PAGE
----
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Animal Grooming - Detailed overview

Occupation Training Program: Animal Grooming
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Main description

Overview

Programs in animal grooming prepare people to work with pets and other animals who perform in races, competitions, shows, zoos, or circuses. In grooming programs, students learn to clip nails, shampoo, blow dry, brush, and comb animals.

Nowhere else does the world of animal grooming take center stage than at the annual Westminster Kennel Club Dog Show. It is even televised nationally and covered on ESPN (and spoofed in the movie "Best in Show"). Dogs competing at the Westminster Dog Show must be meticulously groomed and obedience trained. Their coat, teeth, and eyes as well as body shape are examined. They are also tested on their response to commands and how well they present themselves when sitting on stage. In 2005 the Best in Show trophy went to a German Shorthaired Pointer named Carlee. (Her official name is Ch. Kan-Point's VJK Autumn Roses, and she is now enjoying a graceful retirement.) If you love animals and don't mind giving up the stage to them, perhaps a career in animal grooming is for you!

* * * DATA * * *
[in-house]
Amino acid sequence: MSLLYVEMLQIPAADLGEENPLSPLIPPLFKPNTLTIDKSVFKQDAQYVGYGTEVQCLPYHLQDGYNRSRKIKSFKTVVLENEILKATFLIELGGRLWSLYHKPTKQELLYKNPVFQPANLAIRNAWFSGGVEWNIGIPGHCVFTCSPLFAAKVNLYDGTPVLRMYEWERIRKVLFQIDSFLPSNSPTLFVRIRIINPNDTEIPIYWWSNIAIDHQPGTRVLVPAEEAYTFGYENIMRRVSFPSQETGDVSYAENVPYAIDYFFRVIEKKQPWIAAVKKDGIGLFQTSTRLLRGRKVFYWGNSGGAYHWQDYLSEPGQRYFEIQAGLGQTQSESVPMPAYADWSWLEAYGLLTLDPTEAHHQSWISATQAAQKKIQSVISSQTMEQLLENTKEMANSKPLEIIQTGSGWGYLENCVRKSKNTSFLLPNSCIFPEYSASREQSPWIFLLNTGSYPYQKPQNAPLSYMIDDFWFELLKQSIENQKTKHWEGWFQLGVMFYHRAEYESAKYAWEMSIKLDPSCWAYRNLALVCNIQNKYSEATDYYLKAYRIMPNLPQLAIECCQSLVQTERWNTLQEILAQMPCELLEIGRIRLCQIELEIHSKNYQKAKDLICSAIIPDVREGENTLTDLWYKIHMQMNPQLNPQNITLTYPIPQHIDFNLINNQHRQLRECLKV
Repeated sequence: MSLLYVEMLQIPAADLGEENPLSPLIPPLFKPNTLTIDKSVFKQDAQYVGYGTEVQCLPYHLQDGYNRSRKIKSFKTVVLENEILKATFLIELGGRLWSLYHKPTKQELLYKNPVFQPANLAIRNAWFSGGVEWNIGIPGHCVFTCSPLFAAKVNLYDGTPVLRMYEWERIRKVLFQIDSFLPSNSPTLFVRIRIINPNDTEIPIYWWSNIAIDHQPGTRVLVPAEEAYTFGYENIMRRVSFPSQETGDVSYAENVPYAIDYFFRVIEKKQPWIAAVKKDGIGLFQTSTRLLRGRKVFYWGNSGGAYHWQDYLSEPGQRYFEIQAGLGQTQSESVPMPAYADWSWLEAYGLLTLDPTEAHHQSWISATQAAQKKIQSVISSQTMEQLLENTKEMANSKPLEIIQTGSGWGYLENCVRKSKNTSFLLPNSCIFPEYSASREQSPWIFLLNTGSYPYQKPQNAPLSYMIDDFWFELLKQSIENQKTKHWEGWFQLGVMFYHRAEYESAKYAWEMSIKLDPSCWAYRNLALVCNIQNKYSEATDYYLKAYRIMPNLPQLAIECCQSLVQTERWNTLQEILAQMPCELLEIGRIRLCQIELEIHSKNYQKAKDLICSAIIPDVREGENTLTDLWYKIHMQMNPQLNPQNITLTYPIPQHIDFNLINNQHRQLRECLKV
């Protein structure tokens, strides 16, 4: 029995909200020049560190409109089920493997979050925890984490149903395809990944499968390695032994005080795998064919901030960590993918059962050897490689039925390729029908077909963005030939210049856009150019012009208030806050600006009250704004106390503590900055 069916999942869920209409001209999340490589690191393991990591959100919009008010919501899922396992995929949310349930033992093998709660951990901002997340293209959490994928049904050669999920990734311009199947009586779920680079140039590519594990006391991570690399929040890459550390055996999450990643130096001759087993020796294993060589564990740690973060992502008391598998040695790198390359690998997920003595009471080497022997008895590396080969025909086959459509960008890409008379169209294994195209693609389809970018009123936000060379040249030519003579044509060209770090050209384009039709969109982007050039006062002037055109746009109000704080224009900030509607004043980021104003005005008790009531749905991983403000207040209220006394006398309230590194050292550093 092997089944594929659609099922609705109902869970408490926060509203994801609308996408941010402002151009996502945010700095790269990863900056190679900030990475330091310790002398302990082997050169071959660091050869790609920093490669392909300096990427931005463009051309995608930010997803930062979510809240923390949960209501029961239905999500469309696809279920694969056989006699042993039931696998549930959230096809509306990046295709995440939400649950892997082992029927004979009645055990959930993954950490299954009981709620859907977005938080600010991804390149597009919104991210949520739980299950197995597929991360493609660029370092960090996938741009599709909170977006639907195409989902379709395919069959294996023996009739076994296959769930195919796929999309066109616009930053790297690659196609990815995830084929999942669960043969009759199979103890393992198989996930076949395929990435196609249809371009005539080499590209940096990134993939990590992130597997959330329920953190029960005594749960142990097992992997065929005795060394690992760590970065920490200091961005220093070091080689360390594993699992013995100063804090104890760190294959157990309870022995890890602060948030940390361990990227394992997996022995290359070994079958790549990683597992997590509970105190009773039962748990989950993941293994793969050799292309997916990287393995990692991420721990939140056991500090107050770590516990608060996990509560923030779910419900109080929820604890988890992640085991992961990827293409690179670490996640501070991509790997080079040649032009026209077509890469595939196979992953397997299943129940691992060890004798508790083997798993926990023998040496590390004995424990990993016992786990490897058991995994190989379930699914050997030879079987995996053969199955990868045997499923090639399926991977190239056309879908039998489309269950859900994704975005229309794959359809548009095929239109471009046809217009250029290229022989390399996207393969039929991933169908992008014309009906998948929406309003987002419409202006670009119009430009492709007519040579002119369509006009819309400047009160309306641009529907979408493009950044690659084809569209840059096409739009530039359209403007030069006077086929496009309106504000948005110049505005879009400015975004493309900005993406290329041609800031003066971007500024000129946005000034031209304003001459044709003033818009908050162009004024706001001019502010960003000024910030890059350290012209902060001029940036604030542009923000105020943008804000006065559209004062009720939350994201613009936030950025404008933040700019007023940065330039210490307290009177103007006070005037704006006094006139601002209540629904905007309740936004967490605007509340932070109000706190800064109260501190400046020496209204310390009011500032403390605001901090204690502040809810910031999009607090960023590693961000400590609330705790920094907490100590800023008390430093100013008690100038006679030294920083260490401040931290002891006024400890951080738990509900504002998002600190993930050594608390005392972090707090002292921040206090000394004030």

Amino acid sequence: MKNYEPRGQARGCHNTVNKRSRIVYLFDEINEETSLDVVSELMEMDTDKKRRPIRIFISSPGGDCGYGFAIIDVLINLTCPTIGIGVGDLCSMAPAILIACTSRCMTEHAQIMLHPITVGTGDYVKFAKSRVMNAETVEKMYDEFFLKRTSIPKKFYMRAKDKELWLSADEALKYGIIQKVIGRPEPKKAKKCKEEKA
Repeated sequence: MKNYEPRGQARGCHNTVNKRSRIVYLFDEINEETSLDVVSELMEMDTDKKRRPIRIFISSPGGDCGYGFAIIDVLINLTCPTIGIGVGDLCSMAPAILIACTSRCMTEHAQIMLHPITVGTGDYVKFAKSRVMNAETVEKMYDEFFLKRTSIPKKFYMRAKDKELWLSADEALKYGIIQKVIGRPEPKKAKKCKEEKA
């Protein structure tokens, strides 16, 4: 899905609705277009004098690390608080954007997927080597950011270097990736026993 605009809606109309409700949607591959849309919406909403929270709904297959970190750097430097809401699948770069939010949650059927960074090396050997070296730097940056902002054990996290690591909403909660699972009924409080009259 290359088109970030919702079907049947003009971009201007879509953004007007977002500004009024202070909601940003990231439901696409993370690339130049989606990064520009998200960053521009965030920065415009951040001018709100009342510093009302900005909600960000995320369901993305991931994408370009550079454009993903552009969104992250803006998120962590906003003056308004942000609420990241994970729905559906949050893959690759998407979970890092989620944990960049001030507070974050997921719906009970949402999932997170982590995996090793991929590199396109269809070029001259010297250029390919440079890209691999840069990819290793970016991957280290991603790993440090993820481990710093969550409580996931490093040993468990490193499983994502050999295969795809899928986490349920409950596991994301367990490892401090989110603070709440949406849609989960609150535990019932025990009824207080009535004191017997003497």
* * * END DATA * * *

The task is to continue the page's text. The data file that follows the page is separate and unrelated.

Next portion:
Animal groomers work with animals before competitions. They also provide maintenance grooming such as brushing, combing, trimming, washing, drying, and styling hair or fur and clipping claws and toenails. You can work with dogs and cats or animals as big as elephants.

A few colleges and private career schools offer programs in animal grooming. Some schools may offer courses within their programs in animal science or equestrian studies. However, many people learn on the job by working as helpers to animal groomers or trainers. Grooming is not very complex to learn, but it does require practice and skill.

If you do go to an animal grooming program, your course work teaches you basic animal handling and behavior. You may also learn basic business skills, such as client relations and budgeting. Most of your classes will include hands-on experience working with animals.


 

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